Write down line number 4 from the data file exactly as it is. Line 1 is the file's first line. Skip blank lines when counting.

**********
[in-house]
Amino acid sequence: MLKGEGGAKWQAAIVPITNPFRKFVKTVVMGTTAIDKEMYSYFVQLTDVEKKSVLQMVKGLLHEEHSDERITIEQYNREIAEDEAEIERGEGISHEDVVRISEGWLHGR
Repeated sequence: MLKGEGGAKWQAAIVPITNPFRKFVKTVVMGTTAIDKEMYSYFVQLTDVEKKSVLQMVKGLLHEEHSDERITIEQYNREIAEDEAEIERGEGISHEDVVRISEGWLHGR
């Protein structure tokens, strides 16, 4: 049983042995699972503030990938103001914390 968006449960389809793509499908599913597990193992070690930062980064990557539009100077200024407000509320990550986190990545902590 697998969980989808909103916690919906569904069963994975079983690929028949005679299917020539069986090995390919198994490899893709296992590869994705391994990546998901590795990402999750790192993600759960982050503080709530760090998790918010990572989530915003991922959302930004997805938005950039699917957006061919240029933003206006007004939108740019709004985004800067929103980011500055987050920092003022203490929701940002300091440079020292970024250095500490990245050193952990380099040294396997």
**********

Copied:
């Protein structure tokens, strides 16, 4: 049983042995699972503030990938103001914390 968006449960389809793509499908599913597990193992070690930062980064990557539009100077200024407000509320990550986190990545902590 697998969980989808909103916690919906569904069963994975079983690929028949005679299917020539069986090995390919198994490899893709296992590869994705391994990546998901590795990402999750790192993600759960982050503080709530760090998790918010990572989530915003991922959302930004997805938005950039699917957006061919240029933003206006007004939108740019709004985004800067929103980011500055987050920092003022203490929701940002300091440079020292970024250095500490990245050193952990380099040294396997």